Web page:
Oil prices fall as market weighs coronavirus demand impact

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Reuters
KEY POINTS
  • Brent crude was at $57.07 a barrel, down 60 cents, or 1%, by 0348 GMT.
  • U.S. West Texas Intermediate crude fell 38 cents, or 0.7%, to $51.67 a barrel.
GP: Oil rig 180102
Oil pumpjacks in silhouette at sunset.

Oil prices fell on Tuesday, tracking losses in financial markets on lingering concerns over the economic impact of the coronavirus outbreak in China and its effect on oil demand.

Brent crude was at $57.07 a barrel, down 60 cents, or 1%, by 0348 GMT, while U.S. West Texas Intermediate crude fell 38 cents, or 0.7%, to $51.67 a barrel.

“Oil prices remain heavy as energy traders may have been overly optimistic as to the crude demand impact of the coronavirus, and in fading optimism that OPEC + will come through with deeper production cuts in March,” said Edward Moya, senior market analyst at OANDA.

“Optimism that China would see a return to normalcy in travel and trade next quarter was probably wrong… The rest of world is exercising caution on virus spreading fears and that will do no favors for crude’s demand outlook.”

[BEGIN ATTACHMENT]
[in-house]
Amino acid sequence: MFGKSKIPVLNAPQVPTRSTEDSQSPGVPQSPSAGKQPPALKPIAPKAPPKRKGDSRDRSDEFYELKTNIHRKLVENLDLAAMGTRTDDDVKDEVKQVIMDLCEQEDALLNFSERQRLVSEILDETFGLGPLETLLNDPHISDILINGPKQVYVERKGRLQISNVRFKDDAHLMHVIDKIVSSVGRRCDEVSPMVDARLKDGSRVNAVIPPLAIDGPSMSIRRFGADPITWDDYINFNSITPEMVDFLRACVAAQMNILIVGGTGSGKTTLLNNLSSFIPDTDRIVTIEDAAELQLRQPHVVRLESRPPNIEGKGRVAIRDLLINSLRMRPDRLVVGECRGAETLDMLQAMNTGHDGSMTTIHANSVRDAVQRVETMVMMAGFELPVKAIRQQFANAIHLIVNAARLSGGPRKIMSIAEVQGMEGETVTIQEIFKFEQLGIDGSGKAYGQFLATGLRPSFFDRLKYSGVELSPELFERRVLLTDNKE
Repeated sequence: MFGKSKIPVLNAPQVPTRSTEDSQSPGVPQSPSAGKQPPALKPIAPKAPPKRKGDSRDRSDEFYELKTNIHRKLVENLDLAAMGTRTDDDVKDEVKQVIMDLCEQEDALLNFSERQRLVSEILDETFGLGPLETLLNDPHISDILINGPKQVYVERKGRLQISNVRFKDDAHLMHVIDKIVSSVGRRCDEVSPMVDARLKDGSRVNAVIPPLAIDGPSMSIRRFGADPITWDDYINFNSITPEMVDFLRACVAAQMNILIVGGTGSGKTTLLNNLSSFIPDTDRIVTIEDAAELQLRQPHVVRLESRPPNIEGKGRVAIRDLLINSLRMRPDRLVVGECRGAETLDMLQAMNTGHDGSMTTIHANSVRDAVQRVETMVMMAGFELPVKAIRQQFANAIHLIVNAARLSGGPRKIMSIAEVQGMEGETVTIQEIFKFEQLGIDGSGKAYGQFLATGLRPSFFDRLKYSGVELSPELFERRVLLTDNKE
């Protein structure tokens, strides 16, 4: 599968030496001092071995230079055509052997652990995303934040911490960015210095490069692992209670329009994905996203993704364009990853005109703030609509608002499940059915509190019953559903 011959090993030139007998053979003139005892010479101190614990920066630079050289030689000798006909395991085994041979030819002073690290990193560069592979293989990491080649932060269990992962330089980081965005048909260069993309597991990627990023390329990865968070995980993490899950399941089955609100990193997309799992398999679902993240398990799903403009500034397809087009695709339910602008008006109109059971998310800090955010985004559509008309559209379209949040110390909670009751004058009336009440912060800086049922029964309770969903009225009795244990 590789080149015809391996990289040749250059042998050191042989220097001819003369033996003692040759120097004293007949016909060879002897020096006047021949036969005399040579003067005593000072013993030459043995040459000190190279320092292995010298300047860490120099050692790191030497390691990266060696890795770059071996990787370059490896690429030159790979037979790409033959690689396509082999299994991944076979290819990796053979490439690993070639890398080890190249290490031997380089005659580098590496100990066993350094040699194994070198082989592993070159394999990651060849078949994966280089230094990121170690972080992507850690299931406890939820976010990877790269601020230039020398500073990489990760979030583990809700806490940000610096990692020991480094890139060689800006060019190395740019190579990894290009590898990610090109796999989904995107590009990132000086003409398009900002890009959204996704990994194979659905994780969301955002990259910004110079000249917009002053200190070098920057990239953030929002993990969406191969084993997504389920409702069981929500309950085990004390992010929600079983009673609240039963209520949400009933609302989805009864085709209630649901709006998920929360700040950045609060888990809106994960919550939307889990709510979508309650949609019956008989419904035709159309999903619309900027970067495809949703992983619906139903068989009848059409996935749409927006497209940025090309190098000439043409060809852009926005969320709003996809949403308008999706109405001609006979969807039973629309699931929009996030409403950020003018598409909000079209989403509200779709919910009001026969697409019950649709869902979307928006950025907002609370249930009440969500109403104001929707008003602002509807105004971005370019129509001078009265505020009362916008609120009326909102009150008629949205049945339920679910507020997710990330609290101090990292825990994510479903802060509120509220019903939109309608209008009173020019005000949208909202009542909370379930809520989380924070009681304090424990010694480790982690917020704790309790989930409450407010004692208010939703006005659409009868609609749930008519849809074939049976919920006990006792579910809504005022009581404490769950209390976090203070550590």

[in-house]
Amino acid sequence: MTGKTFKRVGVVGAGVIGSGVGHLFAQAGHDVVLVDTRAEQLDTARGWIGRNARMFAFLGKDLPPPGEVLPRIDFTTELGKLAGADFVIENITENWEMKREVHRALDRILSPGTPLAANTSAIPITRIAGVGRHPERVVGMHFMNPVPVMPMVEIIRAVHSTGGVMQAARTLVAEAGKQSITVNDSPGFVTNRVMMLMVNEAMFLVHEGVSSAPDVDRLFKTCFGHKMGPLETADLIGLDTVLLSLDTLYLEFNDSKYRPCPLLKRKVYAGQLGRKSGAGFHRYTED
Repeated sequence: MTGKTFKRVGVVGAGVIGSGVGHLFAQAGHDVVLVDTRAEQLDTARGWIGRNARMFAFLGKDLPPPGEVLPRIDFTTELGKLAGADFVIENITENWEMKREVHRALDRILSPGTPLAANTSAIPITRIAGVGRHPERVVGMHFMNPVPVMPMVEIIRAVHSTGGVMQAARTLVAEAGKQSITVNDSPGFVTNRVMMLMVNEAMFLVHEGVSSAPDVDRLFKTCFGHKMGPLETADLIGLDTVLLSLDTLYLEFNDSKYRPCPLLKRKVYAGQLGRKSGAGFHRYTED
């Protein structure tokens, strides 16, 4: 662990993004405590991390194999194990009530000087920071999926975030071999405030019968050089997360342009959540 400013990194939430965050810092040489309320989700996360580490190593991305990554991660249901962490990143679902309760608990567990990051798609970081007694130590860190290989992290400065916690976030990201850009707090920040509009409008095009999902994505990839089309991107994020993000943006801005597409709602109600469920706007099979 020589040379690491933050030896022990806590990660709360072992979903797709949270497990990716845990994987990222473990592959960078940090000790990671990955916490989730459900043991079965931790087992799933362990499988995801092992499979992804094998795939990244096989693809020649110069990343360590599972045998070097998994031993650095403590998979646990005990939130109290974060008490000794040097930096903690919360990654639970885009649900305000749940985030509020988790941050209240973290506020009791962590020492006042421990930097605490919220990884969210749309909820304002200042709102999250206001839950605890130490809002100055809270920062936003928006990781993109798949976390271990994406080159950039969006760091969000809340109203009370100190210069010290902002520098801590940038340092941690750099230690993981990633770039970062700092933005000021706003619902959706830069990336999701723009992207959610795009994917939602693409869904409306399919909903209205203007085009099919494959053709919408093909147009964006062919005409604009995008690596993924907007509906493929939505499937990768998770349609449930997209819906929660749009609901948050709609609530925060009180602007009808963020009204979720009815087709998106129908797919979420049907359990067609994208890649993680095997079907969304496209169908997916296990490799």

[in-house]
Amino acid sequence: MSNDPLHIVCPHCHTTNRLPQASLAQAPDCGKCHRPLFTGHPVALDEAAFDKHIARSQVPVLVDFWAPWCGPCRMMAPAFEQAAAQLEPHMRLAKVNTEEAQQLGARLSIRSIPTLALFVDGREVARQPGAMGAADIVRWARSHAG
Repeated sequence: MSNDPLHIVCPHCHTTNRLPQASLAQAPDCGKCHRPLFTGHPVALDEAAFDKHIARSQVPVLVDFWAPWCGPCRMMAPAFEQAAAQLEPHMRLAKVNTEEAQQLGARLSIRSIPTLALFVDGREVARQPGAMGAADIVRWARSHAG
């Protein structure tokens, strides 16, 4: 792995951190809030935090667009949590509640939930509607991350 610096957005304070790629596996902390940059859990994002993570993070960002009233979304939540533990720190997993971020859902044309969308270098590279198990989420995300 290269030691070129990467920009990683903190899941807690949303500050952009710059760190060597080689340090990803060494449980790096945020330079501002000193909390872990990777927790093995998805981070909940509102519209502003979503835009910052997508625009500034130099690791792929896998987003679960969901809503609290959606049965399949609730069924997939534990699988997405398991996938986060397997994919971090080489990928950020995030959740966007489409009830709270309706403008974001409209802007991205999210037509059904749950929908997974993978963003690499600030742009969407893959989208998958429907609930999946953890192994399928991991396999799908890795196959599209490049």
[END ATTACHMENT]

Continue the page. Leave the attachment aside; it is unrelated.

U.S. stock futures slipped from record levels on Tuesday after Apple Inc, the most valuable company in the United States, said it will not meet its revenue guidance for the March quarter as the coronavirus outbreak slowed production and weakened demand in China.

The number of new coronavirus infections in mainland China fell below 2,000 on Tuesday for the first time since January, Chinese health officials said, although global experts warn it is too early to say the outbreak is being contained.

The International Energy Agency (IEA) said last week the virus was set to cause oil demand to fall by 435,000 barrels per day (bpd) year-on-year in the first quarter, in what would be the first quarterly drop since the financial crisis in 2009.

Still, with some Chinese independent refineries snapping up crude supplies after being absent from the market for weeks, traders held out hopes that China’s demand could recover in coming months.